The Rise of Computational Smartphone Photography

What will we see next in Computational Photography?

So what about computational photography? Is that going to appear in larger mainstream cameras in the near future? Digital cameras in phones have plenty of processing power, and many are just great at taking photos. I think these processes work pretty well with smaller sensors like smartphones as opposed to current professional systems. There is no doubt that smartphones have revolutionised the way people take and share photos. Smartphones are great for capturing quick snapshots, but they can also be used to take much more sophisticated photographs with advanced software. Computational photography is a relatively new field that involves using computers to process images instead of relying on humans. This allows photographers to create detailed images and videos that would otherwise be impossible or very time-consuming to achieve manually. This technology is used in smartphones to overcome the limitations of the very small sensors used. However sensors in larger cameras are getting much faster and although stacked sensors are found in some of the latest smartphones they are also appearing in high end cameras too. Stacked sensors are capable of processing images at amazing high speeds, even if the sensor includes higher megapixel counts. So could there be possibities to build in more in camera processing? This already happens when shooting jpegs but could it be taken further? Smartphones have become an integral part of our lives, and for good reason! They are small and compact enough to be carried around with us at all times, and they offer great functionality for taking pictures and videos. Whether you want to capture a beautiful sunset or snap a selfie in a fun setting, smartphones offer versatile tools that can help you capture your memories in the most beautiful way.


Smartphone Photography for the casual user

For the average casual user there are many advantages to using a smartphone for photography, Smartphones are much smaller than DSLR, bridge, and compact cameras, making them the ideal companion whenever you go. Planning a long-range trip or a vacation? Or just want to capture some great images in your everyday life? Then you need a smartphone camera, which is small and portable. Another benefit of smartphone photography is the ability to add third-party apps to enhance your photography skills. Smartphone photography has advantages over other cameras because it is the best photography device that is small and can be carried everywhere. Plus of course it’s a phone, calendar, web browser and a whole host of other things too. You also have the advantage of being able to post content directly from your phone to social media, plus there is the convenience of cloud backup of all your images without having to deal with memory cards etc.ds etc. Smartphones have revolutionized the way we capture and share our photos. With a few simple tools and a little creativity, you can take great photos without spending a fortune. Sure, you can always invest in better equipment, but there are a great many smartphone cameras on the market that will get the job done just fine. In fact, many professional photographers use smartphones for their photography, and there’s no reason why you can’t do the same! So, whatever your photography dreams might be, make sure to start planning them with a smartphone!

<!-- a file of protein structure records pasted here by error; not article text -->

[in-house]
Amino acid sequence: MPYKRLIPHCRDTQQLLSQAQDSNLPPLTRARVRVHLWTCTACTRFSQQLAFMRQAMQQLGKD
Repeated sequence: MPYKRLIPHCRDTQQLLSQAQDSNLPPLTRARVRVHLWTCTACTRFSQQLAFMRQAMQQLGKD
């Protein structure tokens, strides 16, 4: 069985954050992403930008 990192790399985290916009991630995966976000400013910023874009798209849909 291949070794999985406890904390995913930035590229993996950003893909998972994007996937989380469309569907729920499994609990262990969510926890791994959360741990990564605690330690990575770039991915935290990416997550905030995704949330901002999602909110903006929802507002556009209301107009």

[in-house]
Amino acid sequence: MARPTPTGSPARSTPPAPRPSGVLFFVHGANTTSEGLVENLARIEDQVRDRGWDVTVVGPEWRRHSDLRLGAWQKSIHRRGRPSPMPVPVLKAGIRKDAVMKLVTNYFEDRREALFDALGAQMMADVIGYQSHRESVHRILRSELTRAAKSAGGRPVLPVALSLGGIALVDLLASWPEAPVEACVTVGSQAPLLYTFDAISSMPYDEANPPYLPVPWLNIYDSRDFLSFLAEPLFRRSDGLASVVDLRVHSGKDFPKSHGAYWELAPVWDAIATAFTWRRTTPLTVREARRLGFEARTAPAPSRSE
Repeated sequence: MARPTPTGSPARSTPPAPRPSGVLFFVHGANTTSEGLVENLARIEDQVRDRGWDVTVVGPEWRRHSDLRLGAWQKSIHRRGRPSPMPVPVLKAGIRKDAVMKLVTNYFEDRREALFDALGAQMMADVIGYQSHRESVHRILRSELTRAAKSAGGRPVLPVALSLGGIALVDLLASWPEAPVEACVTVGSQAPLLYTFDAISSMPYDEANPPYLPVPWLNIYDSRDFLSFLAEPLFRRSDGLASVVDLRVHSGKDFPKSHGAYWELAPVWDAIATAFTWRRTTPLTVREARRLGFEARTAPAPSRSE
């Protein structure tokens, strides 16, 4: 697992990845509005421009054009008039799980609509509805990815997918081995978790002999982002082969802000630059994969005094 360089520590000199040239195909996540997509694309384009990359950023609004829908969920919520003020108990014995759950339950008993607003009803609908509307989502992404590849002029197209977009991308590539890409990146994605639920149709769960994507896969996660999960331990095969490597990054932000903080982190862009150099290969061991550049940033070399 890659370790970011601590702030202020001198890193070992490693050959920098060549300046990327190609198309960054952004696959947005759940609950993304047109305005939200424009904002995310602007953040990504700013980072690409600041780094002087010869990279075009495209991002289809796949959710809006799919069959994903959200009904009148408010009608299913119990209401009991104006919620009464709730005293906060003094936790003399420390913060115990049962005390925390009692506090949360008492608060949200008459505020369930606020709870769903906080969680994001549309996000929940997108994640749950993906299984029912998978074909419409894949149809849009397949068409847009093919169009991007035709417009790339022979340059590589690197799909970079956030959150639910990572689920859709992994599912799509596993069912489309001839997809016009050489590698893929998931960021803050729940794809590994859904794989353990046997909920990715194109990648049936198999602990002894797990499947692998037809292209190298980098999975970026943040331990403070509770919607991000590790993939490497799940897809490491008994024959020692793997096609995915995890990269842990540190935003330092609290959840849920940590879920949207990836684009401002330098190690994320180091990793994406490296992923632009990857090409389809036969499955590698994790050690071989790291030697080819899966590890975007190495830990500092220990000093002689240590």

Smartphone Photography for the serious user

As a serious photographer, either for pleasure or as a professional what do think of smartphone cameras and computational photography? Do you use them as part of your photographic arsenal? There is no doubt they can produce amazing imagery, especially with the right application. Has Apple ProRAW changed the game as far as smartphone image processing is concerned? I believe it has, but there is certainly an abundance of options out there for those interested in experimenting. What do you think?

Putting Apple ProRaw to the test

I put Apple ProRaw to the test and here is what I discovered. In my first example of an image captured in Apple ProRaw on my iPhone 13 pro my eye was attracted by this colourful composition you see below. There are several options of editing software to use on Apple ProRAW files from the iPhone.The files are large, more in line with the size you would see from lager sensor cameras. They range from about 20 MB right up into the upper 30 MBs occasionally. But if you export them as unedited DNG files they are always seem to be12 MB exactly. However the clever thing with these raw files is that the computational calculations have already been added to the output before you begin any further editing. It takes a while to get your head around this, but it means that you could spend less time tweaking a file to get a good end result. It’s a bit like using the new AI editing software that is appearing now, such as Luminar AI. I found the most productive method was to use Apple’s native Photo application, especially if you use the desktop version. It hasn’t got all the bells and whistles that can be found in the traditional Adobe applications but it is quick and easy to use. Plus the current version has a surprising amount of adjustment tools. So here we see the ProRAW without any further edits, i.e straight out of the iPhone 13 Pro